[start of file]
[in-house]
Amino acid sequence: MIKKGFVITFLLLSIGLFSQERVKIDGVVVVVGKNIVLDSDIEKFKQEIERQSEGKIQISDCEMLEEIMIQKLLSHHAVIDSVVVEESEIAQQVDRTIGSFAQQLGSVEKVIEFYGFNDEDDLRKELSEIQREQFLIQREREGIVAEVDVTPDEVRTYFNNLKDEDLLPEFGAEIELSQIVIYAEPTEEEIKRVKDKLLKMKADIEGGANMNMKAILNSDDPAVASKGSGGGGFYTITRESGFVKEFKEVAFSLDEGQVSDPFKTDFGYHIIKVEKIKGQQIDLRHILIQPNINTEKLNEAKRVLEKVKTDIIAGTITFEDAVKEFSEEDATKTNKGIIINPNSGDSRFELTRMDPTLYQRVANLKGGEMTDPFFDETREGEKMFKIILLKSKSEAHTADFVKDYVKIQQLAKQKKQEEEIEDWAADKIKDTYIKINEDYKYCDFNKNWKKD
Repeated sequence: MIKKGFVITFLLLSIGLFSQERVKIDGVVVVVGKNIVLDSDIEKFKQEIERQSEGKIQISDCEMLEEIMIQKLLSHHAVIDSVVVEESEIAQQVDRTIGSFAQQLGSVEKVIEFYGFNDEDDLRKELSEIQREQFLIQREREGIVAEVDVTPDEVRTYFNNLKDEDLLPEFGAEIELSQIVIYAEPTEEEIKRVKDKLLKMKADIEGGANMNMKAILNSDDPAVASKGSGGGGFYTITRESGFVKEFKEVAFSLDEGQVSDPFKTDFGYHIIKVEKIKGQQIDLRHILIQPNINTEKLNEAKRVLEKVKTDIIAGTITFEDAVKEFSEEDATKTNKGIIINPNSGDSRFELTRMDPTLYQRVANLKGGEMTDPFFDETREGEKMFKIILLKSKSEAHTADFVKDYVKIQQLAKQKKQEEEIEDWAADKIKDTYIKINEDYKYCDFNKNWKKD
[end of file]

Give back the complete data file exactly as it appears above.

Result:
[in-house]
Amino acid sequence: MIKKGFVITFLLLSIGLFSQERVKIDGVVVVVGKNIVLDSDIEKFKQEIERQSEGKIQISDCEMLEEIMIQKLLSHHAVIDSVVVEESEIAQQVDRTIGSFAQQLGSVEKVIEFYGFNDEDDLRKELSEIQREQFLIQREREGIVAEVDVTPDEVRTYFNNLKDEDLLPEFGAEIELSQIVIYAEPTEEEIKRVKDKLLKMKADIEGGANMNMKAILNSDDPAVASKGSGGGGFYTITRESGFVKEFKEVAFSLDEGQVSDPFKTDFGYHIIKVEKIKGQQIDLRHILIQPNINTEKLNEAKRVLEKVKTDIIAGTITFEDAVKEFSEEDATKTNKGIIINPNSGDSRFELTRMDPTLYQRVANLKGGEMTDPFFDETREGEKMFKIILLKSKSEAHTADFVKDYVKIQQLAKQKKQEEEIEDWAADKIKDTYIKINEDYKYCDFNKNWKKD
Repeated sequence: MIKKGFVITFLLLSIGLFSQERVKIDGVVVVVGKNIVLDSDIEKFKQEIERQSEGKIQISDCEMLEEIMIQKLLSHHAVIDSVVVEESEIAQQVDRTIGSFAQQLGSVEKVIEFYGFNDEDDLRKELSEIQREQFLIQREREGIVAEVDVTPDEVRTYFNNLKDEDLLPEFGAEIELSQIVIYAEPTEEEIKRVKDKLLKMKADIEGGANMNMKAILNSDDPAVASKGSGGGGFYTITRESGFVKEFKEVAFSLDEGQVSDPFKTDFGYHIIKVEKIKGQQIDLRHILIQPNINTEKLNEAKRVLEKVKTDIIAGTITFEDAVKEFSEEDATKTNKGIIINPNSGDSRFELTRMDPTLYQRVANLKGGEMTDPFFDETREGEKMFKIILLKSKSEAHTADFVKDYVKIQQLAKQKKQEEEIEDWAADKIKDTYIKINEDYKYCDFNKNWKKD